Susan's Blog

Monday, June 9, 2008


I was folding napkins for dinner. In the middle of smiling at Joyful House Stompies, I stopped dead in my tracks. My brow pulled inward and my throat swelled, and there it was, grief out of nowhere. I watched Nat running back and forth, stimming, talking so loudly in his own language, and I suddenly felt leveled by what was to come. He was going to live at his school. It was really going to happen. The thing that I once feared so much, come to life. I had promised, when he was eleven, that I would never send him away. Anything that happened, our family would deal with it. We would just broaden our arms to hold it up.

So — my arms are tired. I find I cannot carry this much. I am opening them up, and letting him go. Our family is no longer bigger than our challenge, the way families with little kids are in control. We are beyond control. Nat and Max are breaking off, discreet lands of their own. We are bigger, and also smaller than we have ever been.

It is upon us now. I once feared this eventuality so much that I ran from it — for the first three years of Nat’s life. That thing — once the doctor at Mass General said the word, “Autism,” — was kind of a gray, shadowy essence that I could keep at bay. I did not have to see it. I did not know what shape it would take, but I could be optimistic. I could still say, “All bets are off. You never know.”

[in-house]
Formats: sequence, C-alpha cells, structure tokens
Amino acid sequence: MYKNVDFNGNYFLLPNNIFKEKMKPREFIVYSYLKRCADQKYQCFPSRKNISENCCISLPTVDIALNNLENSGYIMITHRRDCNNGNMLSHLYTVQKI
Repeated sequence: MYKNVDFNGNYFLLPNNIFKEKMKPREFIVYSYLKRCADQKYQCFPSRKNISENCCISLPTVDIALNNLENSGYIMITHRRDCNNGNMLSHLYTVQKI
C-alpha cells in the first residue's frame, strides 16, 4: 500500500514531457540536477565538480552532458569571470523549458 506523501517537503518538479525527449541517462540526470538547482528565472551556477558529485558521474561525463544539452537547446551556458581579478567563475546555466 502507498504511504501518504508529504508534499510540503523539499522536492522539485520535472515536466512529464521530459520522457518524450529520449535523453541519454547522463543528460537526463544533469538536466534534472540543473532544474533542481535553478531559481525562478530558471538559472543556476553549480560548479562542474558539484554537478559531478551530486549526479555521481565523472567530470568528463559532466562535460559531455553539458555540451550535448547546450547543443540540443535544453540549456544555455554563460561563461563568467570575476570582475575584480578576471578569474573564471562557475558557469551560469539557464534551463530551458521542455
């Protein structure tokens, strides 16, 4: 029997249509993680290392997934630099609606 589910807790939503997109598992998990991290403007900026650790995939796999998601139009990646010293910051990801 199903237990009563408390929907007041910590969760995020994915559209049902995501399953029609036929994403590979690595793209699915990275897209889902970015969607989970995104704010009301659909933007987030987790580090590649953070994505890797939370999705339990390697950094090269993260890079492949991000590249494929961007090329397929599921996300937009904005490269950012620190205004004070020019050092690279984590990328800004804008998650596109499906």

I was sad tonight because now there is one big thing I do know. He’s leaving.


Weeping tears of understanding as I read. It’s not easy, no matter how much you think you are prepared.

Sending you warm wishes for peace and acceptance.

— added by Niksmom on Monday, June 9, 2008 at 8:13 pm

Susan, I feel your pain. Never feel like you have failed because you are letting him live at school. I think promising yourself that you’d never let him be on his own is much worse than letting him leave. Boy, is that thought gonna slap me in the face someday!

— added by Bonnie on Monday, June 9, 2008 at 8:55 pm

Thank you. But really, I never promised that I’d “never let him be on his own.” I promised that I would not send him away. They are two very different things.

— added by Susan Senator on Monday, June 9, 2008 at 9:03 pm

I don’t know your family of course, but it sounds similar to leaving to go to college very close to home. He can still come home for weekends of home-cooked meals and lounging on the couch.

On the other hand, I’m having trouble just sending my boys to pre-school, so I can’t imagine how I’ll do when they actually move away. They’ll always be our babies!

— added by Mom to JBG on Monday, June 9, 2008 at 9:45 pm

Grief is just like that, hitting you in waves. I can’t know of course, but I feel like I do. Hold on, I hope it will feel different one day.

— added by KAL on Monday, June 9, 2008 at 11:49 pm